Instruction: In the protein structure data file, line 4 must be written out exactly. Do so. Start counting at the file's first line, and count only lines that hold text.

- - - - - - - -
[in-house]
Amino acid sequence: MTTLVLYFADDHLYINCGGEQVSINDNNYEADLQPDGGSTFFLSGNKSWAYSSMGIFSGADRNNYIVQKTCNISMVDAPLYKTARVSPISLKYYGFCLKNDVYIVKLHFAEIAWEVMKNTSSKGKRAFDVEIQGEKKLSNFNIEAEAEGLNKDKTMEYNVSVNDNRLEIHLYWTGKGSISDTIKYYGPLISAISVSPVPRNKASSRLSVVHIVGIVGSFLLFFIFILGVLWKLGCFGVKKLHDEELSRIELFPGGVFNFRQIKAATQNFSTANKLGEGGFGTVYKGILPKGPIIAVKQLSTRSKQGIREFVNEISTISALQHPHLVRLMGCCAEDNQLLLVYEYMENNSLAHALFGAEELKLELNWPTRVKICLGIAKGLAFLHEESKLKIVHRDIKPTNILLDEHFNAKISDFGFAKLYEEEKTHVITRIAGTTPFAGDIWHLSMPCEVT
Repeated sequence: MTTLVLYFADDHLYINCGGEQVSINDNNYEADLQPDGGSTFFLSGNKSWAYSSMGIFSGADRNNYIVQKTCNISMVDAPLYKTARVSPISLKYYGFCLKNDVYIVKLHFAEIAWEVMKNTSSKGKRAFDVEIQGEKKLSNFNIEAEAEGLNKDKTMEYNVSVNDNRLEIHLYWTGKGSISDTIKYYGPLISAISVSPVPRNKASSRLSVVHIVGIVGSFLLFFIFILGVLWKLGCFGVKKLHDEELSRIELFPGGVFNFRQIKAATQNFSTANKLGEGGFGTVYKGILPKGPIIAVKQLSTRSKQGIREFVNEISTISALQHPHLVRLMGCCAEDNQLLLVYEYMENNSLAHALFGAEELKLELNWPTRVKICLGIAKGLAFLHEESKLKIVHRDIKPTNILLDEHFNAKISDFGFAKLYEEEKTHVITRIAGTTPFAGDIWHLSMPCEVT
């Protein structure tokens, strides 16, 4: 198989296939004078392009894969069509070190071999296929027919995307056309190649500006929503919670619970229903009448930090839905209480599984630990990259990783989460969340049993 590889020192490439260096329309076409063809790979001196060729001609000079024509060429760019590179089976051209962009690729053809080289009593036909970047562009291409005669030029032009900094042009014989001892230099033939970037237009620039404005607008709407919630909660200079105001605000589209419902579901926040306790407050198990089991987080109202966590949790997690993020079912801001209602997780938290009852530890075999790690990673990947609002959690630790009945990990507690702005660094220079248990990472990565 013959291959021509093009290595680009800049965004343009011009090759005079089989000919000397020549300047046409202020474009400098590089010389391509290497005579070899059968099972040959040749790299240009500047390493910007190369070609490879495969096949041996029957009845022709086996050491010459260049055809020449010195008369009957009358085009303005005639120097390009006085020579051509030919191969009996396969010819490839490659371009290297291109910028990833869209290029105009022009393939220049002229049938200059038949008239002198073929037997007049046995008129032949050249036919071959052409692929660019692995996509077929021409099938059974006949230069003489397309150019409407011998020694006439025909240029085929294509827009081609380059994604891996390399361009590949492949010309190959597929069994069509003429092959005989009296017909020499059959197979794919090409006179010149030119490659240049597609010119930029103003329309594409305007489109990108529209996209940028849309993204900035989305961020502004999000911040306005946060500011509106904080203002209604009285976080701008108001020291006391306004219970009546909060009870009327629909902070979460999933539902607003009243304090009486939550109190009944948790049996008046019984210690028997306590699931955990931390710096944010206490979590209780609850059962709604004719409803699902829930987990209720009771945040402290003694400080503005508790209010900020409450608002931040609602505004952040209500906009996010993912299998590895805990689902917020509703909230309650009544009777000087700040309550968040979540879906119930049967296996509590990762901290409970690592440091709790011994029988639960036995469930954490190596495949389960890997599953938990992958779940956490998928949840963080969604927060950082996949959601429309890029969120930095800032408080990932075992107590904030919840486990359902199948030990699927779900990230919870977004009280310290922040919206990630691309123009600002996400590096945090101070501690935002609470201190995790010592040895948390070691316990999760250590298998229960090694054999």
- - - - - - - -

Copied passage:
């Protein structure tokens, strides 16, 4: 198989296939004078392009894969069509070190071999296929027919995307056309190649500006929503919670619970229903009448930090839905209480599984630990990259990783989460969340049993 590889020192490439260096329309076409063809790979001196060729001609000079024509060429760019590179089976051209962009690729053809080289009593036909970047562009291409005669030029032009900094042009014989001892230099033939970037237009620039404005607008709407919630909660200079105001605000589209419902579901926040306790407050198990089991987080109202966590949790997690993020079912801001209602997780938290009852530890075999790690990673990947609002959690630790009945990990507690702005660094220079248990990472990565 013959291959021509093009290595680009800049965004343009011009090759005079089989000919000397020549300047046409202020474009400098590089010389391509290497005579070899059968099972040959040749790299240009500047390493910007190369070609490879495969096949041996029957009845022709086996050491010459260049055809020449010195008369009957009358085009303005005639120097390009006085020579051509030919191969009996396969010819490839490659371009290297291109910028990833869209290029105009022009393939220049002229049938200059038949008239002198073929037997007049046995008129032949050249036919071959052409692929660019692995996509077929021409099938059974006949230069003489397309150019409407011998020694006439025909240029085929294509827009081609380059994604891996390399361009590949492949010309190959597929069994069509003429092959005989009296017909020499059959197979794919090409006179010149030119490659240049597609010119930029103003329309594409305007489109990108529209996209940028849309993204900035989305961020502004999000911040306005946060500011509106904080203002209604009285976080701008108001020291006391306004219970009546909060009870009327629909902070979460999933539902607003009243304090009486939550109190009944948790049996008046019984210690028997306590699931955990931390710096944010206490979590209780609850059962709604004719409803699902829930987990209720009771945040402290003694400080503005508790209010900020409450608002931040609602505004952040209500906009996010993912299998590895805990689902917020509703909230309650009544009777000087700040309550968040979540879906119930049967296996509590990762901290409970690592440091709790011994029988639960036995469930954490190596495949389960890997599953938990992958779940956490998928949840963080969604927060950082996949959601429309890029969120930095800032408080990932075992107590904030919840486990359902199948030990699927779900990230919870977004009280310290922040919206990630691309123009600002996400590096945090101070501690935002609470201190995790010592040895948390070691316990999760250590298998229960090694054999």